we start with a short history of kanpur, which focuses on events such as the insurrection of 1857, which brought kanpur into prominence.
history of kanpur: a surveykanpur today is largely a legacy of the colonial era. well before the arrival of the east india company, this area was gaining importance as the point on the grand trunk road (connecting delhi and allahabad) where the oudh road (connecting jhansi and lucknow) crossed the ganga. initially it was a boat ferry, and sometimes (in lean months) a bridge of boats over which an army could march across. it may have been located somewhere near the present day railway bridge. by the 1760s, some traders had settled at kanpur, including some portuguese. the first british troops arrived around 1770, and kanpur rapidly became a major garrison town. but kanpur became notorious, at least in british histories, for the brutal events of 1857, during which a few hundred britishers, (half of them women and children), and about a million indians were killed in this area. many of the relics of kanpur date from this insurrection. subsequently, kanpur emerged as a major industrial city, with textile and leather mills employing thousands of people. some of these large mills are still running and are great for historical visits; it is well worth the work in obtaining permissions.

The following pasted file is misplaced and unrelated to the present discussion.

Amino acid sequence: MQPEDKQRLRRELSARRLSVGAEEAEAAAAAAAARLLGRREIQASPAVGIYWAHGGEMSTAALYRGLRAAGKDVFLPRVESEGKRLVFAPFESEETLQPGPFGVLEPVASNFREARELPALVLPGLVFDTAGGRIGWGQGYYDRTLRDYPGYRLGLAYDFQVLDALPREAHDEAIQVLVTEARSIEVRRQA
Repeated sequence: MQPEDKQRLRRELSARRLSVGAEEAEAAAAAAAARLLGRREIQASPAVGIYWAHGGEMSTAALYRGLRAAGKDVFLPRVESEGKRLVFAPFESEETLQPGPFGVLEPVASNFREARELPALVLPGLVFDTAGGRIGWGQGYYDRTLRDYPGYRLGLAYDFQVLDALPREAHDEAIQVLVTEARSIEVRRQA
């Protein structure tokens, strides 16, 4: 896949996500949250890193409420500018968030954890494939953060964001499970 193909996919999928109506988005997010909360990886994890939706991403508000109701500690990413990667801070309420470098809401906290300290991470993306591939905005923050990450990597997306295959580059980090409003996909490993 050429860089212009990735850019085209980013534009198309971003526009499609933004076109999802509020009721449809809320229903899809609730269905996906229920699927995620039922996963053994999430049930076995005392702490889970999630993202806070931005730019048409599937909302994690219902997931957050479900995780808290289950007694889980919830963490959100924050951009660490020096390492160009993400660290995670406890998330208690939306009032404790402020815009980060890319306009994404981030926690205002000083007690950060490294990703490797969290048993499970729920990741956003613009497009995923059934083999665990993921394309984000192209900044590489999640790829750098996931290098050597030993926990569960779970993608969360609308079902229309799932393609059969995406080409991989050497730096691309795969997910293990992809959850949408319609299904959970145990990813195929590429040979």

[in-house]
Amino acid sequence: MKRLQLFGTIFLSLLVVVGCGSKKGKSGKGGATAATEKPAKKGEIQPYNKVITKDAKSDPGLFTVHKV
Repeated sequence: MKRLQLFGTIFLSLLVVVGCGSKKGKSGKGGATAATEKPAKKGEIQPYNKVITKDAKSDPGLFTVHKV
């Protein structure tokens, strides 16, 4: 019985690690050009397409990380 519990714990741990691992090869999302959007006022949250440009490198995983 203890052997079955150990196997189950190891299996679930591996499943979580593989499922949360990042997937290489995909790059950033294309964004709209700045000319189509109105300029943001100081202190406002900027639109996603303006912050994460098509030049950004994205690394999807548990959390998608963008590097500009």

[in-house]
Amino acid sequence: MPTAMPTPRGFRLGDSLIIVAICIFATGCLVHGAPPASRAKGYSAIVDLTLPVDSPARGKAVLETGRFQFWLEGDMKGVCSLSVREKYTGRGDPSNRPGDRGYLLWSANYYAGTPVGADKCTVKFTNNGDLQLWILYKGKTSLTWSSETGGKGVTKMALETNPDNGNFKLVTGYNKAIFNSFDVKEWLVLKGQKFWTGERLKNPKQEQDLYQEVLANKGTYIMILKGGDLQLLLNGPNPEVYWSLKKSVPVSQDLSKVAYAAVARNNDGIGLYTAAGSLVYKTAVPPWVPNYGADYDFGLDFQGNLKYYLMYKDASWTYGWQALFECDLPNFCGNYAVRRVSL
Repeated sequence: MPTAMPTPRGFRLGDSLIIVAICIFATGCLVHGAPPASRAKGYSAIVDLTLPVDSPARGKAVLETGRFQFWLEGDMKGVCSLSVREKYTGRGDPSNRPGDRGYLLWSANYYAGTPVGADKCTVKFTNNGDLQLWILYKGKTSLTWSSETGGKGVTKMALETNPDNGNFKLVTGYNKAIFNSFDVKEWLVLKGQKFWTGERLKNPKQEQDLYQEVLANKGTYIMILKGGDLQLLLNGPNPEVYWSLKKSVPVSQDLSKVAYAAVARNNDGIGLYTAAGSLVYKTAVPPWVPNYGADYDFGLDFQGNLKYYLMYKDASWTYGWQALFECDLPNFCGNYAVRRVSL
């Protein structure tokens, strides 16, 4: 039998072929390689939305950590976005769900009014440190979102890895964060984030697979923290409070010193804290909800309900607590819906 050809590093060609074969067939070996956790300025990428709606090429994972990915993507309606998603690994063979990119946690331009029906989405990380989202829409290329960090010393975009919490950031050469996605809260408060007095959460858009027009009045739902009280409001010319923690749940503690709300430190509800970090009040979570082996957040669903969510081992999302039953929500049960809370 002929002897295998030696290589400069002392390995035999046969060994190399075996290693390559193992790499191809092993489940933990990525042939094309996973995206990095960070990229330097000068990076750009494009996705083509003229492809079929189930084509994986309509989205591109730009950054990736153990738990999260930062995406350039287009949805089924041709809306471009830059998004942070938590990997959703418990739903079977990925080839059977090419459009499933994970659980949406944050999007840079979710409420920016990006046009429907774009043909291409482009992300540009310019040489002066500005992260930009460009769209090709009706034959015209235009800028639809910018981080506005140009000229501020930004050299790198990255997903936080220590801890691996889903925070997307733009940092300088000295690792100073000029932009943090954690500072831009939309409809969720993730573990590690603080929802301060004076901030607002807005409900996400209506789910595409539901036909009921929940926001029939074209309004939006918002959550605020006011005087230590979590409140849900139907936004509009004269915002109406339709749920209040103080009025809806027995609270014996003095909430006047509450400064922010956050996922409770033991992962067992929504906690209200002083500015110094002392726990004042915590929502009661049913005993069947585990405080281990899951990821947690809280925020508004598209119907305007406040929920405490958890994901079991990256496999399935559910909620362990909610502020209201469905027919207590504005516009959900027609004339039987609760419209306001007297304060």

- 1200bce: archaelogical survey excavations at jajmau TilA have found black and red ware vases that have been radio-carbon dated to 1200-1300 bce.
- upto 3d c. AD: at this one site in jajmau (discovered when the new highway bridge was being dug), there are layers of artifacts going from 1200 bc to the maurya (4th c. BC) and kushAna (1st c. AD) periods.
- 5th c. AD: about 40km from kanpur is the 5th c. gupta period temple at bhitargaon. the area has been continuously inhabited till present times. (see btb page on [bhitargaon].